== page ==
Ethics is part and parcel of your daily messy work, it’s your practice to hone. (image by Neil Cummings, license CC BY SA)

Ethics as a Practice (EaaP) is a call to see yourself as an ethics practitioner, and a member of a community of practice of such practitioners, not as someone ethics ‘is done to’. So you can always do the next right thing ( 😉 ). Our meet-up today was a step to have such an exchange between peers.

(1) the ‘..as a Practice’ notion I took from Anne-Laure Le Cunff’s Ness Labs posting that mentioned ‘playfulness as a practice’.
(2) not starting from yes or no, nor from a neutral position, taken from the mediation theory by University of Twente’s prof Peter Paul Verbeek

Replied to - Digging the Digital by Frank Meeuwsen (Digging the Digital)
Ik haal de meeste waarde uit hele praktische uitleg met een werkelijke usecase. Dus geen demo-content, geen zoveelste reis die wordt gepland in een app (alsof je nu op reis kunt…) maar echt hoe iemand van dag tot dag Obsidian gebruikt in werk en hobby.

Ik zal je wens ter harte nemen bij het schrijven van mijn ‘100 dagen in Obsidian’ post. 😀

Obsidian is adding block references to its tool in the latest build v0.9.5.. Thanks to Neil for pointing it out as a follow-up to a conversation we had last month on what block references are and how they’re useful. I’m on build v0.9.3 so will have to wait a bit, but Neil’s pointer also led me to read the release note of earlier intermediate releases, such as the version I am currently using.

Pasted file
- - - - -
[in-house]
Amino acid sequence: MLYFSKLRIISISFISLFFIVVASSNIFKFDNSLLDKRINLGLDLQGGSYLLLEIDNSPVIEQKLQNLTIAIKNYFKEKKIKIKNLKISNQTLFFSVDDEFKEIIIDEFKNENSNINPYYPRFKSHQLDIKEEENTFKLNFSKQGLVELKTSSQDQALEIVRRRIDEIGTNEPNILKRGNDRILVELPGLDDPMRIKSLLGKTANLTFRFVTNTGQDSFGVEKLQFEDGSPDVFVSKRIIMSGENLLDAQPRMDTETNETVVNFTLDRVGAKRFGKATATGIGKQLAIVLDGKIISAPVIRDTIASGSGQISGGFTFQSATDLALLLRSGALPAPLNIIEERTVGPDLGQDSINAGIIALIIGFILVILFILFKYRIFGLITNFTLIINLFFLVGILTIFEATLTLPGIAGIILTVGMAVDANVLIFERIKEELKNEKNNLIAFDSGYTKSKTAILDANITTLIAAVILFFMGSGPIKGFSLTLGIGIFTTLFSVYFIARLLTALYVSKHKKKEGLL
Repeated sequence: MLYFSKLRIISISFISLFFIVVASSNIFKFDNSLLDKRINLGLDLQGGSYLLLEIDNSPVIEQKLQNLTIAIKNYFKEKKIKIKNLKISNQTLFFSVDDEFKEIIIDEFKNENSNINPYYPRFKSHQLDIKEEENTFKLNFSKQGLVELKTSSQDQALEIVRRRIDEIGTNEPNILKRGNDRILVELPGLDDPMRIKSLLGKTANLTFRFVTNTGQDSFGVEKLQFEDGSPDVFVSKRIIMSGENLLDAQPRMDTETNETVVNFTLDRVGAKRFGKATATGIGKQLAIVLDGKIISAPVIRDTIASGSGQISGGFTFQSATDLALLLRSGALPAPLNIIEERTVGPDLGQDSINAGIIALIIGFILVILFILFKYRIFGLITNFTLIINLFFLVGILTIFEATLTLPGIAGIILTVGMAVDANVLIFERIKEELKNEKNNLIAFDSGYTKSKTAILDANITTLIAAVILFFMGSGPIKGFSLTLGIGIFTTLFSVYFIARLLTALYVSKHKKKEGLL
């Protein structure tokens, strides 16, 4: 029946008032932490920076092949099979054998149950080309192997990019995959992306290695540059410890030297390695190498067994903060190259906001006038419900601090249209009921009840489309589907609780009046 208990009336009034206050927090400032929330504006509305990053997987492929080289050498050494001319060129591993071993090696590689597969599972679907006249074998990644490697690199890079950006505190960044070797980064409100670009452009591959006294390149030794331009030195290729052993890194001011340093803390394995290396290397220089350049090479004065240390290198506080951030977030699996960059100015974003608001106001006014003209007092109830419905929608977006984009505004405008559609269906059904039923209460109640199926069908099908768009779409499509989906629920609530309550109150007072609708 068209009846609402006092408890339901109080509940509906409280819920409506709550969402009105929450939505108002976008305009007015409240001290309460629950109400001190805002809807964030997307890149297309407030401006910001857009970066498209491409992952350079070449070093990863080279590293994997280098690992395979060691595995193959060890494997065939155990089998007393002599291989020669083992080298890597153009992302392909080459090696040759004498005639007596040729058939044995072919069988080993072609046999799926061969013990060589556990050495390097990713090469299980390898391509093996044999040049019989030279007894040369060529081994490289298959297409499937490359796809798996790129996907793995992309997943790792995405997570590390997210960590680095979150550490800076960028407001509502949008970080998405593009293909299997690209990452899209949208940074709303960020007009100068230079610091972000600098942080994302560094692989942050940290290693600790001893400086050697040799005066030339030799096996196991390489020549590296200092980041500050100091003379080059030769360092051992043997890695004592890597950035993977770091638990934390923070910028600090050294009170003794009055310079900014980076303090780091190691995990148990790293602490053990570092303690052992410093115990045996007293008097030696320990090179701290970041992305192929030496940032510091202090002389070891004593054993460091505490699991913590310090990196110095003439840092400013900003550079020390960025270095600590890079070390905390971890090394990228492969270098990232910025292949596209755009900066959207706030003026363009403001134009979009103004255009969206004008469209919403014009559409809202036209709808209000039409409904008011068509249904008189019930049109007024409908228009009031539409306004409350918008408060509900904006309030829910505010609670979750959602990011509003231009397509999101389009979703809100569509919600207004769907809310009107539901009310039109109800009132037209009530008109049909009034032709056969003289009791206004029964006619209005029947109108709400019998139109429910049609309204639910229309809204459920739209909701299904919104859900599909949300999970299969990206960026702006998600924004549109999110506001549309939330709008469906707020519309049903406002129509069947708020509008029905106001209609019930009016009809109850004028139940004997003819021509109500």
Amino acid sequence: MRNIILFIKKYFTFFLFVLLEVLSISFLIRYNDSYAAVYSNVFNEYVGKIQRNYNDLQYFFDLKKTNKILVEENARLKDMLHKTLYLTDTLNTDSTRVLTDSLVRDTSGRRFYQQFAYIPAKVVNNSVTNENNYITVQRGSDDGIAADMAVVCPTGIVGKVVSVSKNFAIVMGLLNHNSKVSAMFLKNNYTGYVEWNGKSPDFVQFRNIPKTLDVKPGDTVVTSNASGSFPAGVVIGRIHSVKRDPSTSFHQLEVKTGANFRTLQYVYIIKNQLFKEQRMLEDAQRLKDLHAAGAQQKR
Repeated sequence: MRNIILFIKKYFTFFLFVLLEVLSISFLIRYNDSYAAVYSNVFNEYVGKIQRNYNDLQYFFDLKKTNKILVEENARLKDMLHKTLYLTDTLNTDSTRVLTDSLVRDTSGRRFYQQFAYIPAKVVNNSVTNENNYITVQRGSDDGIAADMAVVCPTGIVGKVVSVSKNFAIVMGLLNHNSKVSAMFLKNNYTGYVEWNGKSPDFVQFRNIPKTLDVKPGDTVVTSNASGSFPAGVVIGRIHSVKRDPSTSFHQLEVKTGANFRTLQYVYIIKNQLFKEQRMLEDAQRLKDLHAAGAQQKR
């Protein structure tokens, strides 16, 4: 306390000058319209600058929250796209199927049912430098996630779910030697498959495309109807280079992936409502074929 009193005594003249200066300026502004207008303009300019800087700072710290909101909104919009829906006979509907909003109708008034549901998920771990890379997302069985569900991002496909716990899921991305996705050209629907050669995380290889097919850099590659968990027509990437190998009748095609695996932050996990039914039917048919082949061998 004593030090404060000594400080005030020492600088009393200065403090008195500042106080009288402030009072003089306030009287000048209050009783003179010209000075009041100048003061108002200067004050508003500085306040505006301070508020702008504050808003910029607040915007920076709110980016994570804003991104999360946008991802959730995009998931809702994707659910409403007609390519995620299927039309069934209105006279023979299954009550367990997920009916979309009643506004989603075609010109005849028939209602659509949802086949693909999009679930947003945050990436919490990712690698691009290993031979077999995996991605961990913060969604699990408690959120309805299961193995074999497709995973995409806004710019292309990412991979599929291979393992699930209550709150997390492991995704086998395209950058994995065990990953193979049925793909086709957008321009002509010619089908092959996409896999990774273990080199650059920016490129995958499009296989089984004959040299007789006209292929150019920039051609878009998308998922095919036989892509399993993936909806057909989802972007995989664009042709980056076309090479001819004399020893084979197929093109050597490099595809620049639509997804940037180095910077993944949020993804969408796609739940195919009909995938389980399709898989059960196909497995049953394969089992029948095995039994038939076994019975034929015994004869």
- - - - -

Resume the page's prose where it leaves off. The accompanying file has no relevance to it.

That in turn made me discover new functionality I wasn’t aware of, but that does cater to something I encountered in my own use of Obsidian: if you search, you can grab the entire search results as a list of links to the notes that contain the search term, and have that as a note. That is very useful to me (would be even greater if I could populate a note with search results dynamically).

This is definetely a word I’ll remember: data visceralisation.
The term is suggested for data visualization in virtual reality, so that people can better experience differences in data, understand them viscerally.